Super Starburst Galaxy Found One Billion Years After the Big Bang

Dec
07
Jingzhe Ma
Jingzhe Ma

We are pleased to welcome Jingzhe Ma as a guest blogger. She is the first author of a paper that is the subject of our latest press release. Jingzhe is a PhD candidate at the University of Florida, working with Prof. Anthony Gonzalez and Prof. Jian Ge. She is going to defend her PhD dissertation next summer. She has been working on the formation and evolution of high-redshift dusty galaxies through multi-wavelength observations. She joined the South Pole Telescope Sub-Millimeter Galaxy (SPT SMG) Collaboration led by Prof. Joaquin Vieira in 2012.

When Prof. Anthony Gonzalez first introduced me to the SPT SMG group, I was fascinated by the sub-millimeter galaxies discovered by the South Pole Telescope, which is located at the geographic South Pole. We call them sub-millimeter galaxies because these galaxies were historically first discovered at sub-millimeter wavelengths (slightly shorter than one millimeter). They are bright at these wavelengths but very faint in the visible wavelengths due to the large amount of dust in these galaxies. Dust plays an important role, by absorbing and scattering the ultraviolet and visible light from newborn stars. The dust gets heated and re-radiates light in the infrared. I was interested in further studying these objects not only because these galaxies are forming stars at tremendous rates and have revolutionized our understanding of galaxy evolution, but also because these galaxies are magnified by massive foreground galaxies, which act as a gravitational lens. “Wearing” a gravitational lens, we are able to see better.

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Women in the High Energy Universe: Karla Guardado

Nov
22
Karla Guardado
Karla Guardado

Karla Guardado is an astrophysicist technical assistant at the Smithsonian Astrophysical Observatory. She studied physics at MIT and wrote her thesis on “Preheating in New Higgs Inflation.”

I wanted to go into a career in astrophysics because I fell in love with space--its marvels and secrets. As I learned increasingly about physics in school, I became more and more inquisitive. It seemed like the more I thought I knew, I realized that there were actually so many more questions to be answered. I always had an affinity with science, but it was the desire to discover these unanswered questions about space that led me to a career in astrophysics.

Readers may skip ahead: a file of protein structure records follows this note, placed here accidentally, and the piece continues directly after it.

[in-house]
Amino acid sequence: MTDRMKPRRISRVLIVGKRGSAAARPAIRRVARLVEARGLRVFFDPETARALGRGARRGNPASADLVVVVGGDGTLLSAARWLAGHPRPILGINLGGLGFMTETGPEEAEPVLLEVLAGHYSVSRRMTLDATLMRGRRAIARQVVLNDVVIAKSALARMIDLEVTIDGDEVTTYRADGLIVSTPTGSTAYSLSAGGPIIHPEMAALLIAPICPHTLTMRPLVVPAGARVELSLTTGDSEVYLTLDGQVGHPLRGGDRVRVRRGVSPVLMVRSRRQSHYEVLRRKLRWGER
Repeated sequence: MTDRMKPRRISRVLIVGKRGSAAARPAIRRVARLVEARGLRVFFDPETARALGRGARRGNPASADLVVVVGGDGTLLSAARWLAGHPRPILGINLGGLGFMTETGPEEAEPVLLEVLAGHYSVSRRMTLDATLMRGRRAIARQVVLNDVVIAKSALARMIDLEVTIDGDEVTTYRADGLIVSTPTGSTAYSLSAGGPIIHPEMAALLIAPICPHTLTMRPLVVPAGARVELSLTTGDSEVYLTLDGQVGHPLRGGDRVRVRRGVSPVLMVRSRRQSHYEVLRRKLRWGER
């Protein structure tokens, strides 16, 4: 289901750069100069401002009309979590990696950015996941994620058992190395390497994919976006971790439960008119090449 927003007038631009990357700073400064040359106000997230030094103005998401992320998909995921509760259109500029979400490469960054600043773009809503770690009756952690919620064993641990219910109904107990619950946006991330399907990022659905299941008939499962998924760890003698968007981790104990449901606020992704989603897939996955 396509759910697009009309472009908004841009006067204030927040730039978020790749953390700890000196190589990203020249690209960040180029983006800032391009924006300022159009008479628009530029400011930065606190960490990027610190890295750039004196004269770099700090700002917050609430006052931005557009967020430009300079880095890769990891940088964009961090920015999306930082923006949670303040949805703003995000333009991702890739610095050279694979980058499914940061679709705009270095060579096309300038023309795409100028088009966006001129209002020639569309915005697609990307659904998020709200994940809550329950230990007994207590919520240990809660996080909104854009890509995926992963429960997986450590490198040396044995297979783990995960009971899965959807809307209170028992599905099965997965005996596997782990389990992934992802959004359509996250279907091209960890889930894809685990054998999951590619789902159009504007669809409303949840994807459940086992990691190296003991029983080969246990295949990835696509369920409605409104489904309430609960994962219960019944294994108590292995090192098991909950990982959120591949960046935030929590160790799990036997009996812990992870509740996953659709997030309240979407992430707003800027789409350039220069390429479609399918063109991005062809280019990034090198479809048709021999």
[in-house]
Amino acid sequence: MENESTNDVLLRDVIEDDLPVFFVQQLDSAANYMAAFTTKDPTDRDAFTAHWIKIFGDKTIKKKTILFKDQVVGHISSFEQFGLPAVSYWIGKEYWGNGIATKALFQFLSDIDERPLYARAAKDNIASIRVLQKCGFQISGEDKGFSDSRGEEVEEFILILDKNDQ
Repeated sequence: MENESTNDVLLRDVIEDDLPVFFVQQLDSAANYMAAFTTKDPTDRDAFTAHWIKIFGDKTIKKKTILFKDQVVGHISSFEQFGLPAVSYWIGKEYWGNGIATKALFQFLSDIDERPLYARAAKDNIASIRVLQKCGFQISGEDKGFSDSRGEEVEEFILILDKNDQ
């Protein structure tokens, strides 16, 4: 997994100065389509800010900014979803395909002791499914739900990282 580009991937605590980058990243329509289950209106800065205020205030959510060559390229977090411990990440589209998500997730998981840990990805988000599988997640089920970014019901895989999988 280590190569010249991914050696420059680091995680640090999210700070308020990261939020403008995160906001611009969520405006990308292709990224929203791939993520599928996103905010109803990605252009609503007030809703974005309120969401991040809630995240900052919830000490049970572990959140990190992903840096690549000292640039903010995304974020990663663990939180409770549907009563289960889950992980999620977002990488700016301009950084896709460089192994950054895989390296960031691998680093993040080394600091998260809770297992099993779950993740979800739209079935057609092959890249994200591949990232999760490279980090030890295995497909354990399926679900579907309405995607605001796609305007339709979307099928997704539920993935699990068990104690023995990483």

I became interested in science at a very young age. I was always very inquisitive, but it wasn't until I began putting the scientific method to use that I understood what science could achieve. I loved every part of my science projects, the investigation, experimentation, and drawing conclusions. That was how I began to think of science as a future career.

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Cygnus X-3 and Its Little Friend

Nov
21
Michael McCollough
Michael McCollough

We are pleased to welcome Dr. Michael McCollough as our guest blogger. Dr. McCollough is the first author of a paper that is the subject of our latest press release. He has spent the last 30 years working with and analyzing data from astronomical radio, optical, X-ray, and gamma-ray telescopes. Currently, he serves as an Archival Astrophysicist at the Chandra X-ray Center in Cambridge, Mass.

Throughout my career I have been a multi-wavelength astronomer. To fully understand astronomical objects, one must look across the electromagnetic spectrum (from radio waves to gamma-rays). Also throughout my career I have been doing spacecraft operations. Starting with NASA’s Hubble Space Telescope (before, during, and after launch), ROSAT, NASA’s Compton Gamma-Ray Observations with the Burst and Transient Source Experiment (BATSE), and currently with NASA’s Chandra X-Ray Observatory. It was when I was working with BATSE that I was introduced to Cygnus X-3. Discovering that high-energy X-rays (as seen by BATSE) were correlated with emissions in the radio.

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Starvation Diet for Black Hole Dims Brilliant Galaxy

Nov
09

Markarian 1018
Astronomers may have solved the mystery of the peculiar volatile behavior of a supermassive black hole at the center of a galaxy. Combined data from NASA's Chandra X-ray Observatory and other observatories suggest that the black hole is no longer being fed enough fuel to make its surroundings shine brightly.

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Monster Flares in Otherwise Ordinary Extragalactic X-ray Binaries'

Oct
18
Jimmy Irwin
Jimmy Irwin